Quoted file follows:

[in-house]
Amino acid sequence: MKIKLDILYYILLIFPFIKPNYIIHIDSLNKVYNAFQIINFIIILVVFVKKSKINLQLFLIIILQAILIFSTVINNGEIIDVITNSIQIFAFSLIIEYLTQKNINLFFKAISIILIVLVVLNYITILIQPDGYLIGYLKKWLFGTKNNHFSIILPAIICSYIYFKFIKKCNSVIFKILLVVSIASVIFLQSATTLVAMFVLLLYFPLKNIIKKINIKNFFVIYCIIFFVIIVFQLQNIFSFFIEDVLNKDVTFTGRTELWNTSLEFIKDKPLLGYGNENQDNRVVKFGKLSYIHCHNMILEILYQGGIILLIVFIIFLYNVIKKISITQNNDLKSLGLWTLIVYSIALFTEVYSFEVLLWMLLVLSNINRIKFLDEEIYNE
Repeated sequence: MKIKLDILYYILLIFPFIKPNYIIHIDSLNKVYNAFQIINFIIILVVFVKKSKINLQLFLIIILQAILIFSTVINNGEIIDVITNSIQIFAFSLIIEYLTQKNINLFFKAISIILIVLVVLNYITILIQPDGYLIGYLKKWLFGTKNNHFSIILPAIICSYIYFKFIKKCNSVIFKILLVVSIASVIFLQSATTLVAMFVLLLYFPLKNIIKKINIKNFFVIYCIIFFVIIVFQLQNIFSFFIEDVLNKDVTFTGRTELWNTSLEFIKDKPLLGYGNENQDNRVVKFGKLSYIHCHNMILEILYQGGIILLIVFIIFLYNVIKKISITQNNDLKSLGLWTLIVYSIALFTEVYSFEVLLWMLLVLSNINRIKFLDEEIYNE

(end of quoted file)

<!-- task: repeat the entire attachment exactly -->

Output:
[in-house]
Amino acid sequence: MKIKLDILYYILLIFPFIKPNYIIHIDSLNKVYNAFQIINFIIILVVFVKKSKINLQLFLIIILQAILIFSTVINNGEIIDVITNSIQIFAFSLIIEYLTQKNINLFFKAISIILIVLVVLNYITILIQPDGYLIGYLKKWLFGTKNNHFSIILPAIICSYIYFKFIKKCNSVIFKILLVVSIASVIFLQSATTLVAMFVLLLYFPLKNIIKKINIKNFFVIYCIIFFVIIVFQLQNIFSFFIEDVLNKDVTFTGRTELWNTSLEFIKDKPLLGYGNENQDNRVVKFGKLSYIHCHNMILEILYQGGIILLIVFIIFLYNVIKKISITQNNDLKSLGLWTLIVYSIALFTEVYSFEVLLWMLLVLSNINRIKFLDEEIYNE
Repeated sequence: MKIKLDILYYILLIFPFIKPNYIIHIDSLNKVYNAFQIINFIIILVVFVKKSKINLQLFLIIILQAILIFSTVINNGEIIDVITNSIQIFAFSLIIEYLTQKNINLFFKAISIILIVLVVLNYITILIQPDGYLIGYLKKWLFGTKNNHFSIILPAIICSYIYFKFIKKCNSVIFKILLVVSIASVIFLQSATTLVAMFVLLLYFPLKNIIKKINIKNFFVIYCIIFFVIIVFQLQNIFSFFIEDVLNKDVTFTGRTELWNTSLEFIKDKPLLGYGNENQDNRVVKFGKLSYIHCHNMILEILYQGGIILLIVFIIFLYNVIKKISITQNNDLKSLGLWTLIVYSIALFTEVYSFEVLLWMLLVLSNINRIKFLDEEIYNE